Trailer Friday – The Woman in Black

The Woman in Black originally was a novel written by Susan Hill, which was later adapted for the stage by Stephen Mallatratt. Six years after the book was published, in 1989, screenwriter Nigel Kneale wrote a TV movie version based off the play. Twenty-three years later, Daniel Radcliffe moves into full post-Potter mode to star in this horror movie directed by James Watkins, who is known more for his writing (The Descent: Part 2, Gone) then his only other film to have directed, Eden Lake.

Last fall, I was able to see the stage play that had only two actors on stage the entirety of the play, with the exception of the “lady in black” making silent, momentary appearances. I really enjoyed the play and the feeling of an old-time, well-structured horror story that worked well without the massive special effects and bright lights that many of today’s horror movies depend on to gain an audience.

From the looks of the trailer, it appears very similar to the play I saw, and I look forward to Radcliffe making his movie debut since Harry Potter. Check out the trailer below and let me know what you think of it!

AEOS Review: The Artist

Unfortunately, I was unable to post yesterday, so today will be a double header. Up first is my review on The Artist, which also happens to be my number one pick of favorite movies for 2011.

The first silent film I saw was Diary of a Lost Girl, a 1929 film made by a German filmmaker named G.W. Pabst and Louise Brooks, in my film class last semester. Initially, I wasn’t in any sense blown away by the movie, but I was able to hold interest in its entirety and found it entertaining and interesting. After all, it wasn’t void of music or sound, but only dialogue.

With this little knowledge and experience kept in mind, I went in to see The Artist with little expectation of enjoying it. I knew it was about a silent filmmaker, that it was a silent film, and that it was in black and white, but my knowledge stopped there. I knew nothing of either headlining actor or much information about writer-director Michel Hazanavicius.

But the one thing I will admit after seeing The Artist is that it was easily the best movie I had seen all year. In fact, it was so good, I had nothing but Diary of a Lost Girl to compare it to since it was the only other silent film I have seen. And even with that, I don’t feel like I could compare the two on any level other than that they’re both silent films. The Artist is a moving, fulfilling, hilarious and incredibly delightful film to end 2011 with. Clearly, Jean Dujardin and Berenice Bejo were made to act in the silent film era. Why? Well, the thought of seeing a silent film in my mind is wondering whether I’ll be able to understand the plot with limited narration. There’s much more dependence on the supporting soundtrack, and more so on the facial expressions of the actors. We don’t have words or tone to determine exactly what is being said or how the characters are processing information and then reacting. So much credit is due to Dujardin and Bejo for not leaving the audience in confusion throughout the entire film. From start to finish, I knew what was going on and was able to understand the plot and process the emotions displayed on screen. The other big credit goes to Hazanavicius, who also wrote the film.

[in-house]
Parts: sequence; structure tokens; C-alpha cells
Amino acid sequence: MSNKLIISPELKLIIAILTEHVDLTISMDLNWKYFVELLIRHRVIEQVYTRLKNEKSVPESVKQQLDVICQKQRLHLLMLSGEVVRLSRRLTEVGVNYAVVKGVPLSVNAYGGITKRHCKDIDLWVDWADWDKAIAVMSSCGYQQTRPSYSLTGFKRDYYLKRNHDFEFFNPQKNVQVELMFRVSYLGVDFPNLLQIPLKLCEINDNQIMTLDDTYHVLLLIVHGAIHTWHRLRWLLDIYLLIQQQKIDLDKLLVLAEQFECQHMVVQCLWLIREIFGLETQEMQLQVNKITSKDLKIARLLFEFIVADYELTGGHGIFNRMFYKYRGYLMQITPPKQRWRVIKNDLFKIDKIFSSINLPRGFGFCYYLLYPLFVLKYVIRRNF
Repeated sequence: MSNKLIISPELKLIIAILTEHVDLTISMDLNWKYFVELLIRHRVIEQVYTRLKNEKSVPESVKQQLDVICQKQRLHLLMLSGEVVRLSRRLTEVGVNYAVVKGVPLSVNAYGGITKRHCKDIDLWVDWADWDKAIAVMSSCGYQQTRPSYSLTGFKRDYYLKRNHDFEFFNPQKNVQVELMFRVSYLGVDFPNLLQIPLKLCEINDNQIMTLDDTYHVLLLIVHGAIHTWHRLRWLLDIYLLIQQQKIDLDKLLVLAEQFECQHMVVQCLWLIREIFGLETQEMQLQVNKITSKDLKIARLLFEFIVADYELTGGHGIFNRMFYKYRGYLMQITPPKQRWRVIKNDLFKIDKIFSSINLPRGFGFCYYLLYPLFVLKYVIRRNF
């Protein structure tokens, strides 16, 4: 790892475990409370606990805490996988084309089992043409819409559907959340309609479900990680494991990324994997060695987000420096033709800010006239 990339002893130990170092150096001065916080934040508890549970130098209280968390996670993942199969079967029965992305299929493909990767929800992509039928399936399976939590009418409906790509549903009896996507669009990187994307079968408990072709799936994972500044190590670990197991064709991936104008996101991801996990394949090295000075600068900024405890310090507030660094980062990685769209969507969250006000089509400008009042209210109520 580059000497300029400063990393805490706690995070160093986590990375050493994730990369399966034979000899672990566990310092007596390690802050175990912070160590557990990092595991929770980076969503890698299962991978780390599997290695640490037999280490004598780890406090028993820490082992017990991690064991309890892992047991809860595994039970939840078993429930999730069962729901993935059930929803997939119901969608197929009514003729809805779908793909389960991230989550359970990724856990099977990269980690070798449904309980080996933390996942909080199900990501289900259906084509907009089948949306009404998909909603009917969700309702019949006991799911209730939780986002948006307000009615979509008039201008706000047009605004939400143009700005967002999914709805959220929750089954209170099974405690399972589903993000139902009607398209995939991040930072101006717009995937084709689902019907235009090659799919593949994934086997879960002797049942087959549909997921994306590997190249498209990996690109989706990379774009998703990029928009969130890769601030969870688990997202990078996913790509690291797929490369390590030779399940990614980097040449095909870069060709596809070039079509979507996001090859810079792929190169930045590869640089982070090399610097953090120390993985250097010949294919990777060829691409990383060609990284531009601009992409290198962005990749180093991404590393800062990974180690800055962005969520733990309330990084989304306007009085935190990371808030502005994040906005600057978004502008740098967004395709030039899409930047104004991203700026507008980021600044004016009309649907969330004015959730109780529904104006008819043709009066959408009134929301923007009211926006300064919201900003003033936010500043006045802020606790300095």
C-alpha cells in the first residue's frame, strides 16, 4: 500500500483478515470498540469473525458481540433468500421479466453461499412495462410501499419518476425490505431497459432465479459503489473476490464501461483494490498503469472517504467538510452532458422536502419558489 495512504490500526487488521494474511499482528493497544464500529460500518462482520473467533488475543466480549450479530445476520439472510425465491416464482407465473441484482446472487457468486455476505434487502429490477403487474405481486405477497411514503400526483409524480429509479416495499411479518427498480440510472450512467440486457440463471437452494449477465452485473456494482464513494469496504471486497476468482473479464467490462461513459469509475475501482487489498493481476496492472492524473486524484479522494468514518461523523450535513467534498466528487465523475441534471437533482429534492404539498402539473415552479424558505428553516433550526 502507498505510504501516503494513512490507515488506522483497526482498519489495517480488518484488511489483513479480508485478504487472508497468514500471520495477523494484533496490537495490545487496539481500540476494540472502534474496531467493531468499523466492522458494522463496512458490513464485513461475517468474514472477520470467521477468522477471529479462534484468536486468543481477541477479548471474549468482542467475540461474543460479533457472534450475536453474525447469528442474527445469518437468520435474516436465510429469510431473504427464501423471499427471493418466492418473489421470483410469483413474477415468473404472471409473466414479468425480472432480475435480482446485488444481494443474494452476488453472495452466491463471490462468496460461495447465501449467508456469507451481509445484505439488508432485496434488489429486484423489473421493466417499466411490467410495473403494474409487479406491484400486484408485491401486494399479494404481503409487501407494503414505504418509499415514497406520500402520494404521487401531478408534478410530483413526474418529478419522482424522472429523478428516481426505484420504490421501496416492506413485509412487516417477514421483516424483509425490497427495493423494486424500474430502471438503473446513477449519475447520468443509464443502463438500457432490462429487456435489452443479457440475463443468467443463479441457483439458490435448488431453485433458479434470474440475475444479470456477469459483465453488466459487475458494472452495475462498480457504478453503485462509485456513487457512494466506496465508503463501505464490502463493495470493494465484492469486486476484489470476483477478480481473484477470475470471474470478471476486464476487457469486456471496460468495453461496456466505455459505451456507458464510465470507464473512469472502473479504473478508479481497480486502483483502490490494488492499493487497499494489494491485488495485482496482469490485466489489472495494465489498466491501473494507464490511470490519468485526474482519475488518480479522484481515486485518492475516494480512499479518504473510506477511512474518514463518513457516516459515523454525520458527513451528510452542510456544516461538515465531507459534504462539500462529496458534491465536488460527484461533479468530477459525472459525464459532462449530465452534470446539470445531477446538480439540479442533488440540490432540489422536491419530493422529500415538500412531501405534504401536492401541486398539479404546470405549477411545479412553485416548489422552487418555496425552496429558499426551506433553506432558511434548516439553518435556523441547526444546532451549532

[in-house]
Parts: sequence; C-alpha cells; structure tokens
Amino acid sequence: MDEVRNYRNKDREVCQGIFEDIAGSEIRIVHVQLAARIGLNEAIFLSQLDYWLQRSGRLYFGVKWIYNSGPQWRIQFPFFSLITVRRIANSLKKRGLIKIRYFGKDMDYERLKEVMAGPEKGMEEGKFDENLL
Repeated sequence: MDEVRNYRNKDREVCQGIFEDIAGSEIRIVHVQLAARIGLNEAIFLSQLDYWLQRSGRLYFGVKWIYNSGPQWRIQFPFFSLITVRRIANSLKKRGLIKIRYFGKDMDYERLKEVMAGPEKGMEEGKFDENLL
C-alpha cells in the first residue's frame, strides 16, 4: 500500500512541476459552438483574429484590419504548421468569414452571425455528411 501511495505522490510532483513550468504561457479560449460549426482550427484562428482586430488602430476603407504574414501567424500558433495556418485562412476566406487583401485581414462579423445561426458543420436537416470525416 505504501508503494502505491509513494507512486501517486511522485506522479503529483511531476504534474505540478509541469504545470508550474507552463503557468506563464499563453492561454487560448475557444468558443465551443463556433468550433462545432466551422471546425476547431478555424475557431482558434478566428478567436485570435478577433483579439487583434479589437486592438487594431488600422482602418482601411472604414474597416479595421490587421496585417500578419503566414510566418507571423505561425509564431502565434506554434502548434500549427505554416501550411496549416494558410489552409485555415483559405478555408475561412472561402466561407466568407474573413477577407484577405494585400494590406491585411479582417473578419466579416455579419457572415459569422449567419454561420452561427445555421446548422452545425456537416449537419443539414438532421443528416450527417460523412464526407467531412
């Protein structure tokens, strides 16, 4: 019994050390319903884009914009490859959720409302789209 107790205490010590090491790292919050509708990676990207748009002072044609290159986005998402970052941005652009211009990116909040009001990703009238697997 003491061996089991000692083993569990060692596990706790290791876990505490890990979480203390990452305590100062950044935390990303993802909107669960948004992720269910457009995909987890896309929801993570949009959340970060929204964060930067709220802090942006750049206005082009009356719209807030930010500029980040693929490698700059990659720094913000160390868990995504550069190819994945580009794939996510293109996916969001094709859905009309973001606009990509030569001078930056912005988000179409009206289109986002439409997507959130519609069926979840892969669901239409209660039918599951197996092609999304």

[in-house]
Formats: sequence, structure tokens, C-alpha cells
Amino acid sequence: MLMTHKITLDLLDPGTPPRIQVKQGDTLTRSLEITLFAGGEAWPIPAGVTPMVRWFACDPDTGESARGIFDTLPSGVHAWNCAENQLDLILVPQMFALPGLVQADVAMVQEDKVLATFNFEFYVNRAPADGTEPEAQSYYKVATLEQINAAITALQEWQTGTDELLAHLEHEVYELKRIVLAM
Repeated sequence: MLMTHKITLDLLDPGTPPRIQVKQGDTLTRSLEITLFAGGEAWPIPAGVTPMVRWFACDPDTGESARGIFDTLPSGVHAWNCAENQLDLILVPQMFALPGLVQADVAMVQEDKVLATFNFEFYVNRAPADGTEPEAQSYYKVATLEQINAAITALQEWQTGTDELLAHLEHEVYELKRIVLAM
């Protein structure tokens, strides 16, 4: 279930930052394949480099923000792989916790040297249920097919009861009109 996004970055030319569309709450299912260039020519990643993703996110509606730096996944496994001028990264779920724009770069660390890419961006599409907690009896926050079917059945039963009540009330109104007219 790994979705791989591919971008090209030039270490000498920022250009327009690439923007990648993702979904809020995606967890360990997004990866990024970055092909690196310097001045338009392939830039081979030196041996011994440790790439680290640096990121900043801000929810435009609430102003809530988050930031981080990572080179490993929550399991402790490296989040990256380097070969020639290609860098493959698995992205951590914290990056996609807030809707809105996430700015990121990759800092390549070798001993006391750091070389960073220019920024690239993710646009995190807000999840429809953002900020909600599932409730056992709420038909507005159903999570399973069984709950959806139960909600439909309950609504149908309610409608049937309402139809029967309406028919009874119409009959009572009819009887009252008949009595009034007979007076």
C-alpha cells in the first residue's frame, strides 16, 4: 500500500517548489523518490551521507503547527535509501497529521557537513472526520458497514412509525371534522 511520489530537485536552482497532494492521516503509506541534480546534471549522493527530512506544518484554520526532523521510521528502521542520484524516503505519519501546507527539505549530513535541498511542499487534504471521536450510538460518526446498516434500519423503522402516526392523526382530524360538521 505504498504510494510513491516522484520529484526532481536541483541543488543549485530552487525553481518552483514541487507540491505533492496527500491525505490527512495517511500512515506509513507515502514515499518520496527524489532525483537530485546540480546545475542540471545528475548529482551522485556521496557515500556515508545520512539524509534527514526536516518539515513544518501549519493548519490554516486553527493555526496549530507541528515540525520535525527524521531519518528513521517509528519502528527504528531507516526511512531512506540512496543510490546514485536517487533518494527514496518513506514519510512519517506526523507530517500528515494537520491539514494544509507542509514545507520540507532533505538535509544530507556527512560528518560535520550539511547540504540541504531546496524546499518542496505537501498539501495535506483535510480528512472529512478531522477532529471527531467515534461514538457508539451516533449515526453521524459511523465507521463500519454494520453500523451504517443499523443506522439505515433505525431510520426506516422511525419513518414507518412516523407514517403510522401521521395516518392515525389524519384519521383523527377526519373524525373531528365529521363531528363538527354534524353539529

It’s an oddity today for people to be entertained without speaking taking place. We live in a world with people who have very small attention spans and rely on technology for constant entertainment. Perhaps we are products of our technologically-savvy generation, but writers and directors like Hazanavicius have proven through works of art such as The Artist that we don’t need an action movie, big explosions, a crazy soundtrack, or a tween love-triangle to entertain today. What Hazanavicius gave us in The Artist was a beautiful, entertaining, well-written story that far outshines much of today’s film. Not because it was bold in being different from everything else, but because it was bold enough to not care to be like everything else, even if that meant not bringing in and holding a younger audience’s attention.

I wish more movies would strive to be like The Artist. The acting was genuine and filled with emotion and made you as a viewer sit there and CARE about what was going on. The Artist also provoked the thought process of what happens when you become an old book and get put on the top shelf. Do you sell everything you have and give up living your life? Do you take everything into your own hands and work to make something better? Or do you join hands with the coming of age while still utilizing older concepts? Obviously silent film is a rarity today (what was the last silent film you saw before The Artist?) and the idea of deciding between talkies and silent movies isn’t a viable question, must less a considered one today.

Rating: ⊙⊙⊙⊙⊙